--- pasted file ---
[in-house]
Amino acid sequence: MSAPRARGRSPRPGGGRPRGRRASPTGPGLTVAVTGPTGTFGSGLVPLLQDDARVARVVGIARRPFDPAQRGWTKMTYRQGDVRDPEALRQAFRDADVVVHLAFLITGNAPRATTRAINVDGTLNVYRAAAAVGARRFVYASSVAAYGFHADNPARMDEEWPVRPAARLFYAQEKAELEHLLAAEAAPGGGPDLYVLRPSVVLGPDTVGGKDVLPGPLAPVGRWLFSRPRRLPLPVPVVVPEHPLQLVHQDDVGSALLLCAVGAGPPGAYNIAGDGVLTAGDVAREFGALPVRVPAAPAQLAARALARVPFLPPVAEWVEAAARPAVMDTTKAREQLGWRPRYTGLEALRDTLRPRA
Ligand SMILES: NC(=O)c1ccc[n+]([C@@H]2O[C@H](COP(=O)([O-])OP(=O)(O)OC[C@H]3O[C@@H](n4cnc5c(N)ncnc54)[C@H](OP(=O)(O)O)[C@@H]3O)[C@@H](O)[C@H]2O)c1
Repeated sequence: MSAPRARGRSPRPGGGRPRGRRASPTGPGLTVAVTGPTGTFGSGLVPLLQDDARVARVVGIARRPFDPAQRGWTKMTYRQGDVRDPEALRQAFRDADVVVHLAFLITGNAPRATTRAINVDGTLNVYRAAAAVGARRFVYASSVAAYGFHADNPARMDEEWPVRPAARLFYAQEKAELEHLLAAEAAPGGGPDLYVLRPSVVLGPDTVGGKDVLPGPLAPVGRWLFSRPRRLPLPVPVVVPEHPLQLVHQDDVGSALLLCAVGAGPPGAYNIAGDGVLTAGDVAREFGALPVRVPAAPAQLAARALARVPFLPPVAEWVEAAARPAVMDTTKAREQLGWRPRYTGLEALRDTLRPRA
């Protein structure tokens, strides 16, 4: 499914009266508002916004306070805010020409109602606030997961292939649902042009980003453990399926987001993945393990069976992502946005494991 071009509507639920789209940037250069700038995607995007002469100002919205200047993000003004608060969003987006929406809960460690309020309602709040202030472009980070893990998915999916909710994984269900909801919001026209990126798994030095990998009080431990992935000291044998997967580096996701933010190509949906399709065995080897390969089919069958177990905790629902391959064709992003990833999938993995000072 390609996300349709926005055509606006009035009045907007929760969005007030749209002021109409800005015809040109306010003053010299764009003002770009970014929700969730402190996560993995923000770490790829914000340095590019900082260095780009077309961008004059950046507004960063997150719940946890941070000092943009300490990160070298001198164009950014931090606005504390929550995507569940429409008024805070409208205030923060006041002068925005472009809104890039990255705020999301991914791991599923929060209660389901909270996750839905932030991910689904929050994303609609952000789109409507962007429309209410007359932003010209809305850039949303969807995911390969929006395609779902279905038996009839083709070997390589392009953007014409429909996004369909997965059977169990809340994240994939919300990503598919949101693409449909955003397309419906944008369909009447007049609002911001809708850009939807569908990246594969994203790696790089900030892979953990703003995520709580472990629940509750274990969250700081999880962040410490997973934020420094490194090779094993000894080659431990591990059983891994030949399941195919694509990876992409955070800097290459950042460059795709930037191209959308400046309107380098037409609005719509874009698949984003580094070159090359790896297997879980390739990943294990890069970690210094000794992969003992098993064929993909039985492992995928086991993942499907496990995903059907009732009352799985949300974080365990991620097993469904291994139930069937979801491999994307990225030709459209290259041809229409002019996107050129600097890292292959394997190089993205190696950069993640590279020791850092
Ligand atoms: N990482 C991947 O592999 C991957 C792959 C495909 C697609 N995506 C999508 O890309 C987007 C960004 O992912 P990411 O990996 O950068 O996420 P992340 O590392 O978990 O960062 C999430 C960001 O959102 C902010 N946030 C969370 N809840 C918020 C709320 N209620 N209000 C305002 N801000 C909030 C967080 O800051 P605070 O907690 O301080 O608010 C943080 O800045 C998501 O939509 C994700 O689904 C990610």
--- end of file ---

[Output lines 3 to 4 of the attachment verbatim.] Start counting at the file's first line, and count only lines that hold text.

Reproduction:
Ligand SMILES: NC(=O)c1ccc[n+]([C@@H]2O[C@H](COP(=O)([O-])OP(=O)(O)OC[C@H]3O[C@@H](n4cnc5c(N)ncnc54)[C@H](OP(=O)(O)O)[C@@H]3O)[C@@H](O)[C@H]2O)c1
Repeated sequence: MSAPRARGRSPRPGGGRPRGRRASPTGPGLTVAVTGPTGTFGSGLVPLLQDDARVARVVGIARRPFDPAQRGWTKMTYRQGDVRDPEALRQAFRDADVVVHLAFLITGNAPRATTRAINVDGTLNVYRAAAAVGARRFVYASSVAAYGFHADNPARMDEEWPVRPAARLFYAQEKAELEHLLAAEAAPGGGPDLYVLRPSVVLGPDTVGGKDVLPGPLAPVGRWLFSRPRRLPLPVPVVVPEHPLQLVHQDDVGSALLLCAVGAGPPGAYNIAGDGVLTAGDVAREFGALPVRVPAAPAQLAARALARVPFLPPVAEWVEAAARPAVMDTTKAREQLGWRPRYTGLEALRDTLRPRA